Many people struggle with back pain, it might be one of the most common bodily issues among men and women worldwide. Whether it is from an accident, stress, scoliosis (and other spinal problems), or child-bearing, yoga seems to be somewhat of a cure-all for solving back pain.
Yoga is often thought of as difficult postures which twist the body up in knots, intimidating some from trying it out. Often you hear people shy away from the practice with the excuse ‘I’m not that flexible’, though that is the point of yoga – to increase flexibility in both body and mind. The spine could be called ‘the vital focus’ of yoga, as every pose, breathing practice and visualization help the body become more connected to the spinal cord and the energy which is said to run through it.
Yogic asanas, or body postures, aim at stretching the spine in all of its various possible motions as well as elongating it, and massaging all of the nerves which run through the spinal cord. Practices like kundalini yoga are known for energizing the spine and increasing the vitality of the nerves and muscles which support the spine by helping bring more consciousness, or awareness to this region of the body.
Yoga means ‘union’, as the practices of yoga are meant to unite the body and the mind with the breath and energy of the whole system. When there is injury or ‘pain’ in the back, or anywhere else for that matter, it is a sign that energy or ‘life force’ is not moving and circulating properly there. Chinese medicine would say there is a block in the chi (Qi) keeping the energy from moving properly through their meridians. In yoga, these same meridians are known as nadis, or rivers of flowing energy currents through the body.
Even focusing on several simple spine-strengthening poses can do wonders for back pain and restore the proper health and flexibility of the body and back. Simple poses like ‘cat and cow’, ‘downward dog’, ‘camel pose’ and sun salutations can be a great place to start. Those who practice yoga regularly are known for getting a little ‘taller’ as the spine can actually learn to stand more erect and ‘lengthen’ by adding more awareness and flexibility to the places between the vertebrae of the spine.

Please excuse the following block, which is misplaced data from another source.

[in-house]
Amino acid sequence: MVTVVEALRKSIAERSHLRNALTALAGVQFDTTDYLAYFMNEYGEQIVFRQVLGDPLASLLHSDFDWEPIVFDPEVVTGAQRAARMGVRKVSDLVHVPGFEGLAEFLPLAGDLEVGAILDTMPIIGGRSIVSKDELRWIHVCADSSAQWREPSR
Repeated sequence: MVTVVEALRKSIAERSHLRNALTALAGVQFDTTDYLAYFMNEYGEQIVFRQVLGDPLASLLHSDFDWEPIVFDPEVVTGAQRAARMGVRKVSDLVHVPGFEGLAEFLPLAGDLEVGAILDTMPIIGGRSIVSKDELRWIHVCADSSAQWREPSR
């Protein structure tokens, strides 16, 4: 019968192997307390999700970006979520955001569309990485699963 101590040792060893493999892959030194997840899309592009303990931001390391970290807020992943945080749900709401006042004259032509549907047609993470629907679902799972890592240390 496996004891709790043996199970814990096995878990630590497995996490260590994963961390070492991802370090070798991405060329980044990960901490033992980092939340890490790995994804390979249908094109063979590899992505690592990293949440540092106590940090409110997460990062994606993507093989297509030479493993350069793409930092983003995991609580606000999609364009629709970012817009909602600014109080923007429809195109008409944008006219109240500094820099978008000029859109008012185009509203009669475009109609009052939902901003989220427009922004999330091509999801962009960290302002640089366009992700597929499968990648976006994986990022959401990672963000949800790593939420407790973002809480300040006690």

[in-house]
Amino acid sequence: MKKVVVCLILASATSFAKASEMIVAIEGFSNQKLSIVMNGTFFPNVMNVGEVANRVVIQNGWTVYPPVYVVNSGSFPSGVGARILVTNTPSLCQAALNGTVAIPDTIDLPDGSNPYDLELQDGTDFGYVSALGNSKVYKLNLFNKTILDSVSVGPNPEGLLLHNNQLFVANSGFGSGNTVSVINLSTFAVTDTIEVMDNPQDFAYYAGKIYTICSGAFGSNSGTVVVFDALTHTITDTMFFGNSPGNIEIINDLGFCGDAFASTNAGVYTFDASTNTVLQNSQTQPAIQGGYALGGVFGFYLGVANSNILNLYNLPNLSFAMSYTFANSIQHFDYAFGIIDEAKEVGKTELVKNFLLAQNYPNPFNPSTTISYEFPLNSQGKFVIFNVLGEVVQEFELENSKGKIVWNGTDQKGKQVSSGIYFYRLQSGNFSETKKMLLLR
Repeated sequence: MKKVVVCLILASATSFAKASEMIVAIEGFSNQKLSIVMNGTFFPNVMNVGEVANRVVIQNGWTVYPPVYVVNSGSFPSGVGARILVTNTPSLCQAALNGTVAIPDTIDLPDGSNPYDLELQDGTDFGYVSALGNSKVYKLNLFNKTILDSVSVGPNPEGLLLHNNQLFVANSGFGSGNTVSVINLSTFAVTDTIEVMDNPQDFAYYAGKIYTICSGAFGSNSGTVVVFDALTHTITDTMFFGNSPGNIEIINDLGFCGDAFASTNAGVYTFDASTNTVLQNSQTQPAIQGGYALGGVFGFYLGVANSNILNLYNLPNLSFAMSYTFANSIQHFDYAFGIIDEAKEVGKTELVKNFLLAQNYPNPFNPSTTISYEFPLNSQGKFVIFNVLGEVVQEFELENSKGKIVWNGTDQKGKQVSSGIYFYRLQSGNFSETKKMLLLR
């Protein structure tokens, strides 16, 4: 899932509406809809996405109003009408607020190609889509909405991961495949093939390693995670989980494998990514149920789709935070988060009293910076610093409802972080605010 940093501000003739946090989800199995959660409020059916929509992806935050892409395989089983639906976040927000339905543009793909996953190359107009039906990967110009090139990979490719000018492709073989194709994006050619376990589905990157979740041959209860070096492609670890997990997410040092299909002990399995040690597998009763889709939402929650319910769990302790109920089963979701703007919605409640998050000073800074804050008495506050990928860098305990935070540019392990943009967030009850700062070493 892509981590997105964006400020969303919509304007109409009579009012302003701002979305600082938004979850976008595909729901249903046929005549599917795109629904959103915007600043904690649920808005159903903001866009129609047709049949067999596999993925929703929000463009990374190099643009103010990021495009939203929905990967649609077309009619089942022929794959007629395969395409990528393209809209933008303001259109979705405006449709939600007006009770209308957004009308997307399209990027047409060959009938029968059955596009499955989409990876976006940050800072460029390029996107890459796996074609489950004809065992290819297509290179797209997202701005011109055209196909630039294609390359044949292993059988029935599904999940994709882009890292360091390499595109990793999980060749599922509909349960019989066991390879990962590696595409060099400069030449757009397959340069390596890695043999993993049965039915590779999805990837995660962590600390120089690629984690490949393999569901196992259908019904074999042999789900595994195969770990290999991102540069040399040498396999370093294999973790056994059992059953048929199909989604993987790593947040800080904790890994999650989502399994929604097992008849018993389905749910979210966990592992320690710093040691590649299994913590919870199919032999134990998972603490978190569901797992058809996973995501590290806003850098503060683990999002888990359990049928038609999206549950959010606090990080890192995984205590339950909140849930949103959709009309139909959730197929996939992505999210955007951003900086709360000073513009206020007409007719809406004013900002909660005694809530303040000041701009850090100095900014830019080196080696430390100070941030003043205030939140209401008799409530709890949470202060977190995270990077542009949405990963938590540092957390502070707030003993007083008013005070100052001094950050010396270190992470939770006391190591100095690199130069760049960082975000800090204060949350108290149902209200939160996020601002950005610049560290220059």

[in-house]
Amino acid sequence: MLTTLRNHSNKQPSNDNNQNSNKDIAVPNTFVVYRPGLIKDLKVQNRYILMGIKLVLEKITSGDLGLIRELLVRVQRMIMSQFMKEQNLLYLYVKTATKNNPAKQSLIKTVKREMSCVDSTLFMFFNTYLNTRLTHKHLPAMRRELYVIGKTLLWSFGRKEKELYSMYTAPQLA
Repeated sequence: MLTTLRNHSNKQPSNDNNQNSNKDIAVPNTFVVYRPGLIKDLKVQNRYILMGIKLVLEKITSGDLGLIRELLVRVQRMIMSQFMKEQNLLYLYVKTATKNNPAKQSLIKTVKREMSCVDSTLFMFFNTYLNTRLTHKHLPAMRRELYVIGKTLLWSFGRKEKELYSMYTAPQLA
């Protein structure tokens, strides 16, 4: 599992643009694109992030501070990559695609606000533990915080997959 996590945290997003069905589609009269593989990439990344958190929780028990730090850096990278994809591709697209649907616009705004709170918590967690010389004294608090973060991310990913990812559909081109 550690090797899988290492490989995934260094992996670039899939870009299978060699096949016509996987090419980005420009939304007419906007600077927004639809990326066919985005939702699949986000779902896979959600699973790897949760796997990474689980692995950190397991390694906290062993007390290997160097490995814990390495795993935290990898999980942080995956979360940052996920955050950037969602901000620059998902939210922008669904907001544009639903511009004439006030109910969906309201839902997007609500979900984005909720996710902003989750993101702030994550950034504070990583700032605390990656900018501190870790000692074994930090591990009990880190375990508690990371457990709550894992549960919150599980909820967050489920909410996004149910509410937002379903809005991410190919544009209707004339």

Regular practice is key to beginning to retrain the body and the mind and to allow greater circulation and attention to take place within the body. Many of us spend so much time in our heads that we are actually not ‘present’ in our bodies. When there is pain, we detach ourselves even more, disassociating ourselves with what is happening within the body. The only way to truly heal and relieve pain in the body is to inhabit it again, and explore what it is really like to ‘be’ in the body – aware of every joint, muscle and bone. Yoga helps one to do this by cultivating presence and ‘the observer mind.’
There are so many varieties of yoga available today. It is recommended to start with basic Hatha yoga, either at a studio or in your own home – with on-line instruction or your very own video training. Meeting with a certified instructor is recommended for your first few classes, at least, so you can make sure to practice proper alignment and not hurt yourself more. It is not necessary to integrate dozens of poses at the beginning of your practice, instead choose a few that feel good and work on deepening your relationship with them. In this way, back pain can be solved through focused attention of a few yoga poses. You can do it!
Written by: Stasia Bliss